Pino said it’s important to know that the county cleaned up that number a bit to give a more accurate picture of the county’s COVID-19 situation, since the original number included MLS and NBA players who are being tested while staying in Orange County.
“Now this positivity rate, we cleaned it up a little bit. We took out all the MLS testing and all the NBA testing because although they are ... in our county, because they get tested so often, and they are mostly negative, it will skew the data in showing a result that is less than what reality is because of the high number of negative tests,” Pino said.
In terms of accuracy, Pino said perfect numbers when dealing with a data set this size are pretty much impossible because there’s so much room for error.
“The reality is the public have to understand is when you have a data set of this size -- it’s massive, it has a quarter of a million people already in it. So you are prone to have mistakes. When you have multiple labs collecting data and the people collecting the testing stations are also collecting data, so it’s a lot of opportunity for error,” Pino said.
However, Pino said Orange County’s data has been accurate overall and is carefully monitored by the local health department.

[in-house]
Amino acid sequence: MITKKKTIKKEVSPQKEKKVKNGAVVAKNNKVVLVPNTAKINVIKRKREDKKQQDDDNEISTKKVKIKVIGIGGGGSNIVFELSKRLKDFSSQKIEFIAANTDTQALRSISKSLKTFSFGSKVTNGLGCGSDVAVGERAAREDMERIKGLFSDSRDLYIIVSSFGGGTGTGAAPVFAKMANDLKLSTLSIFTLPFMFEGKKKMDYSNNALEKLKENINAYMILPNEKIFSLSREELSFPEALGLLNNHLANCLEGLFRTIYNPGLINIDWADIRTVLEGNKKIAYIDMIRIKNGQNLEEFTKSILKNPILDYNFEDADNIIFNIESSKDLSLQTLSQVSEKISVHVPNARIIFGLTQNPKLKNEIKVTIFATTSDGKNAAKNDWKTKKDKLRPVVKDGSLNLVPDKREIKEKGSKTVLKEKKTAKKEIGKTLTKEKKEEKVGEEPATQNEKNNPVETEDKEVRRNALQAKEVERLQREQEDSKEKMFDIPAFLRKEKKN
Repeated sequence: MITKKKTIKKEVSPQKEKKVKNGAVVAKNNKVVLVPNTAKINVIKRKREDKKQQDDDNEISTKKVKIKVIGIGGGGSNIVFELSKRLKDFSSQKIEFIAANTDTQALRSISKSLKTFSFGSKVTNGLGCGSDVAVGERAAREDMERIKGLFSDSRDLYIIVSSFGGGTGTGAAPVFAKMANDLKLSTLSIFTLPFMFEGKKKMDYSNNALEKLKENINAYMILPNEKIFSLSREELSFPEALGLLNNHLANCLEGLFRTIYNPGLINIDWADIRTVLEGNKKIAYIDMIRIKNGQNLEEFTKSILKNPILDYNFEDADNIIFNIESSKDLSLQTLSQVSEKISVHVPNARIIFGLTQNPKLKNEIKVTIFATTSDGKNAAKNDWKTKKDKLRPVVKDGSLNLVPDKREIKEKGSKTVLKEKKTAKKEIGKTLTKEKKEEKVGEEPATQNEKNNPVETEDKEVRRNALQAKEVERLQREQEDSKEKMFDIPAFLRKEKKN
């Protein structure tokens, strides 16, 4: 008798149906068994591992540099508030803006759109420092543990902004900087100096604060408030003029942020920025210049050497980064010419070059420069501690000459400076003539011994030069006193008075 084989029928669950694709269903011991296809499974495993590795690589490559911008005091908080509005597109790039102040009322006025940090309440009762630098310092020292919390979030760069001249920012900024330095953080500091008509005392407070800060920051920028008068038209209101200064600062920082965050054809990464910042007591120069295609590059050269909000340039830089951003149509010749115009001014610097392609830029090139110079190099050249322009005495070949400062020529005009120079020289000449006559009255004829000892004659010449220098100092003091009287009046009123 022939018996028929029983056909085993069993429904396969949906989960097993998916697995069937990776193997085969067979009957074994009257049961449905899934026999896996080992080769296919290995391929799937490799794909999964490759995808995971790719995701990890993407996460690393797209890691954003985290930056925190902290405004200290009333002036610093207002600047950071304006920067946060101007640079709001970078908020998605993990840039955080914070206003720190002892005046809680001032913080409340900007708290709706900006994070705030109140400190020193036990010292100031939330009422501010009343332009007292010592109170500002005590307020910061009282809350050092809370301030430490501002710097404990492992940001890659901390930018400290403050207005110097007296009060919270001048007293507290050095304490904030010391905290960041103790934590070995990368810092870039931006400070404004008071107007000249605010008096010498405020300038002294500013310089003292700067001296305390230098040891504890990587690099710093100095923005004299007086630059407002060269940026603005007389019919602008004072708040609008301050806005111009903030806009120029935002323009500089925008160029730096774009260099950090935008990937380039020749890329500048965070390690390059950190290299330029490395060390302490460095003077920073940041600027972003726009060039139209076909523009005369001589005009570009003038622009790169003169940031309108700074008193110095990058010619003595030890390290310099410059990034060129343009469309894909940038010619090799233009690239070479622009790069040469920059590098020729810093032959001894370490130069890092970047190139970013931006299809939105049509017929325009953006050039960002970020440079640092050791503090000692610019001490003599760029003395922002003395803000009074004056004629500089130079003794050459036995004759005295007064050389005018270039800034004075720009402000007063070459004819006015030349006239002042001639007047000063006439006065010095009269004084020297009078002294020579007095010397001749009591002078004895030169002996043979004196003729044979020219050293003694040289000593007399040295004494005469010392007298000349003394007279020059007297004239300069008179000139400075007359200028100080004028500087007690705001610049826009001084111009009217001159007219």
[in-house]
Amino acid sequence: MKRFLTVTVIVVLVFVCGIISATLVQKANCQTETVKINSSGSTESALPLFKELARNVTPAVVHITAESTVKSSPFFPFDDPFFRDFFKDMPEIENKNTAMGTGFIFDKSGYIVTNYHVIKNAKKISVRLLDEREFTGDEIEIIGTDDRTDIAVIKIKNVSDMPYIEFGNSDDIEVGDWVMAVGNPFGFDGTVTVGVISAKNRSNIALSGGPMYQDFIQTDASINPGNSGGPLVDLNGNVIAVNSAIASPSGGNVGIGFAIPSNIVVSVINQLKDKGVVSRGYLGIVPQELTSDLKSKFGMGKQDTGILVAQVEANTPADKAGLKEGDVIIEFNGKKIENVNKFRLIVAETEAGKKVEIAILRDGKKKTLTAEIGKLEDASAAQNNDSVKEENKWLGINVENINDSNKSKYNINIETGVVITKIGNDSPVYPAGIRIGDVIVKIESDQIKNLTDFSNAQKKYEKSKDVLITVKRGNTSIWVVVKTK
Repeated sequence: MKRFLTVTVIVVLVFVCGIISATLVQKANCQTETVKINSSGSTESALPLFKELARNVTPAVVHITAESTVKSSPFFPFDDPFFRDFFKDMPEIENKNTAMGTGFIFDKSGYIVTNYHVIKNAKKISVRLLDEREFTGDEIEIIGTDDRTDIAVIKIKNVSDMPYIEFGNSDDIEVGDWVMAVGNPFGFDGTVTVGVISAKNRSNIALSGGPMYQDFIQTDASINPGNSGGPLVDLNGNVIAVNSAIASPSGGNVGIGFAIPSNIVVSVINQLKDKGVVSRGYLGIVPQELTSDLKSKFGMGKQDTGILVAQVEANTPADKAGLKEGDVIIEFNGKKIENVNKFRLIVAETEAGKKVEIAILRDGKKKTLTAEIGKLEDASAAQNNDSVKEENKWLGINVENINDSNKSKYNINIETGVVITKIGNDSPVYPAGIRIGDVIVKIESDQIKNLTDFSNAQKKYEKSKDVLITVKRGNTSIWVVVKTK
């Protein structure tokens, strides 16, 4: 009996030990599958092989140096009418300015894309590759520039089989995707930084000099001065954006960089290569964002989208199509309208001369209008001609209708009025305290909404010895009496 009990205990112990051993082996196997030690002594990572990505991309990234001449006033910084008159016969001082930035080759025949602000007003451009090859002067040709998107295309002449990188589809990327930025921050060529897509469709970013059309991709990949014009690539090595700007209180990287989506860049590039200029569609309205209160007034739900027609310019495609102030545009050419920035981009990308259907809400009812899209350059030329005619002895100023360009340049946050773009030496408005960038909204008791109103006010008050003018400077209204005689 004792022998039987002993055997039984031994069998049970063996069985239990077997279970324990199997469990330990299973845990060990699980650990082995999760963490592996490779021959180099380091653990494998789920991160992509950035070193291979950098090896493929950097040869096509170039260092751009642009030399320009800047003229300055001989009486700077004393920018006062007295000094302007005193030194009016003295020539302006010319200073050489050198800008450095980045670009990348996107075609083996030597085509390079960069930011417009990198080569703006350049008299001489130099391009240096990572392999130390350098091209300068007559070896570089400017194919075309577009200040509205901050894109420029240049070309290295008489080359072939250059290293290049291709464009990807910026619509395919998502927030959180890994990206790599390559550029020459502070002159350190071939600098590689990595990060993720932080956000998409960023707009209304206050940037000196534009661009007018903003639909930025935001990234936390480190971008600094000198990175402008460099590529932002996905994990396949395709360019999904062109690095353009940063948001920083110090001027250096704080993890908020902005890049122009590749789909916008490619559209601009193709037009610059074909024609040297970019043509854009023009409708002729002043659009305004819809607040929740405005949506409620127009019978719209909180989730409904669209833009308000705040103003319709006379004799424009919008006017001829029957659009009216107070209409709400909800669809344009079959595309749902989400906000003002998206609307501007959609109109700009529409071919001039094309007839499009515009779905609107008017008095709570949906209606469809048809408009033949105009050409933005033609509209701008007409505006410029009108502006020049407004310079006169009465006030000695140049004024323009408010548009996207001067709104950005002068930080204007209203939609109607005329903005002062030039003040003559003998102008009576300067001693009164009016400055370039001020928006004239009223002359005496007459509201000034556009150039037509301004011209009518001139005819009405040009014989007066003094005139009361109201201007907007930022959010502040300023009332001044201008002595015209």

“The data, overall, has been very accurate in to portraying that picture that the mayor was talking about. Now, there has been corrections and things that could have done better or data points that I would like to have that I don’t have ... or that the state is not providing. But Orange County has the fortune of having a large health department that has the ability to do those analytics. So every single data that come into our county is double cleaned, and is cleaned, by our own epidemiologist. And so we send that feedback to Tallahassee, and when it’s corrected, it’s corrected and sometimes it doesn’t need to be corrected.”
He said any errors have not been massive in a way that will skew the data in one direction.
Demings said he believes the numbers provide enough information about the county to make appropriate decisions about its response to the COVID-19 pandemic.
“The numbers may not be 100% accurate, but I believe that the totality of the numbers that we have gives us an accurate picture, by which to make public policy,” Demings said.
Currently, a mask mandate is in effect in Orange County and leaders are planning to soon send strike teams out into the county to gather information about businesses that aren’t abiding by the county’s COVID-19 orders.
When asked on Monday about tying penalties to the current mask mandate or the possibility of another countywide curfew, Demings said he did not believe those regulations were necessary yet but that both measures are “tools he has in his toolbox” if further action is needed.
According to the latest numbers from the Florida Department of Health, Orange County has reported 23,584 total cases of the novel coronavirus since the first case was detected in Florida in early March. The county has also reported 119 coronavirus-related deaths.
There have been 360,394 cases of COVID-19 reported statewide, resulting in 5,183 deaths.